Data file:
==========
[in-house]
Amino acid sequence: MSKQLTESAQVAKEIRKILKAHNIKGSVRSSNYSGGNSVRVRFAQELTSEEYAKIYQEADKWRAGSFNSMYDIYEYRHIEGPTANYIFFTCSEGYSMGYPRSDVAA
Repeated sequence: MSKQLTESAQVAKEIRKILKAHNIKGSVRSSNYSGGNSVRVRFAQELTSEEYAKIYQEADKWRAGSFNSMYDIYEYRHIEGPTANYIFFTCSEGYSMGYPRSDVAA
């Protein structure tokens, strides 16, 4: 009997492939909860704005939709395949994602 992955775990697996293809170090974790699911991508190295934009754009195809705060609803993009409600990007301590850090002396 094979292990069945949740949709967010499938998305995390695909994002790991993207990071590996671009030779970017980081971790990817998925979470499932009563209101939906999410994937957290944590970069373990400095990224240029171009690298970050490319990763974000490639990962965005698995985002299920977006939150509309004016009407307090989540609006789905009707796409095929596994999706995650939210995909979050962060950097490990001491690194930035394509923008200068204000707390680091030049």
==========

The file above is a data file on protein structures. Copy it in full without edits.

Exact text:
[in-house]
Amino acid sequence: MSKQLTESAQVAKEIRKILKAHNIKGSVRSSNYSGGNSVRVRFAQELTSEEYAKIYQEADKWRAGSFNSMYDIYEYRHIEGPTANYIFFTCSEGYSMGYPRSDVAA
Repeated sequence: MSKQLTESAQVAKEIRKILKAHNIKGSVRSSNYSGGNSVRVRFAQELTSEEYAKIYQEADKWRAGSFNSMYDIYEYRHIEGPTANYIFFTCSEGYSMGYPRSDVAA
């Protein structure tokens, strides 16, 4: 009997492939909860704005939709395949994602 992955775990697996293809170090974790699911991508190295934009754009195809705060609803993009409600990007301590850090002396 094979292990069945949740949709967010499938998305995390695909994002790991993207990071590996671009030779970017980081971790990817998925979470499932009563209101939906999410994937957290944590970069373990400095990224240029171009690298970050490319990763974000490639990962965005698995985002299920977006939150509309004016009407307090989540609006789905009707796409095929596994999706995650939210995909979050962060950097490990001491690194930035394509923008200068204000707390680091030049």